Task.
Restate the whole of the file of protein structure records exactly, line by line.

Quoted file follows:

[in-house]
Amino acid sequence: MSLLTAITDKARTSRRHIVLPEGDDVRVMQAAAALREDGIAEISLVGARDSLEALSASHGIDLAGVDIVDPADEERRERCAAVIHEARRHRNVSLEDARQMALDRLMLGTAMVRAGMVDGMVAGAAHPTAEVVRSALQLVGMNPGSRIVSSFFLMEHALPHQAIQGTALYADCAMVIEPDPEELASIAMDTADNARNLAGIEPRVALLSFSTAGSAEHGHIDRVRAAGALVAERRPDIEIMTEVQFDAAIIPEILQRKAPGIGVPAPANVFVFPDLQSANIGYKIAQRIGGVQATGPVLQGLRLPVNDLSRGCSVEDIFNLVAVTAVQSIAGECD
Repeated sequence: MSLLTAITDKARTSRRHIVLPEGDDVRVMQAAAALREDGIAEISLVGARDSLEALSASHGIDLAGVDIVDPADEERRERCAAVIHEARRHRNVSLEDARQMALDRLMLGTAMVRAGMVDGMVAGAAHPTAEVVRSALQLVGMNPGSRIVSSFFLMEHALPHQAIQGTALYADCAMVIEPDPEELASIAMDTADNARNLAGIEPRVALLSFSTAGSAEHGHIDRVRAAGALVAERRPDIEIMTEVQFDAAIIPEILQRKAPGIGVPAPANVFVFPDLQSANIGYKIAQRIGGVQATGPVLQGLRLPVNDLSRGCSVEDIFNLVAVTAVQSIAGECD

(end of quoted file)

[in-house]
Amino acid sequence: MSLLTAITDKARTSRRHIVLPEGDDVRVMQAAAALREDGIAEISLVGARDSLEALSASHGIDLAGVDIVDPADEERRERCAAVIHEARRHRNVSLEDARQMALDRLMLGTAMVRAGMVDGMVAGAAHPTAEVVRSALQLVGMNPGSRIVSSFFLMEHALPHQAIQGTALYADCAMVIEPDPEELASIAMDTADNARNLAGIEPRVALLSFSTAGSAEHGHIDRVRAAGALVAERRPDIEIMTEVQFDAAIIPEILQRKAPGIGVPAPANVFVFPDLQSANIGYKIAQRIGGVQATGPVLQGLRLPVNDLSRGCSVEDIFNLVAVTAVQSIAGECD
Repeated sequence: MSLLTAITDKARTSRRHIVLPEGDDVRVMQAAAALREDGIAEISLVGARDSLEALSASHGIDLAGVDIVDPADEERRERCAAVIHEARRHRNVSLEDARQMALDRLMLGTAMVRAGMVDGMVAGAAHPTAEVVRSALQLVGMNPGSRIVSSFFLMEHALPHQAIQGTALYADCAMVIEPDPEELASIAMDTADNARNLAGIEPRVALLSFSTAGSAEHGHIDRVRAAGALVAERRPDIEIMTEVQFDAAIIPEILQRKAPGIGVPAPANVFVFPDLQSANIGYKIAQRIGGVQATGPVLQGLRLPVNDLSRGCSVEDIFNLVAVTAVQSIAGECD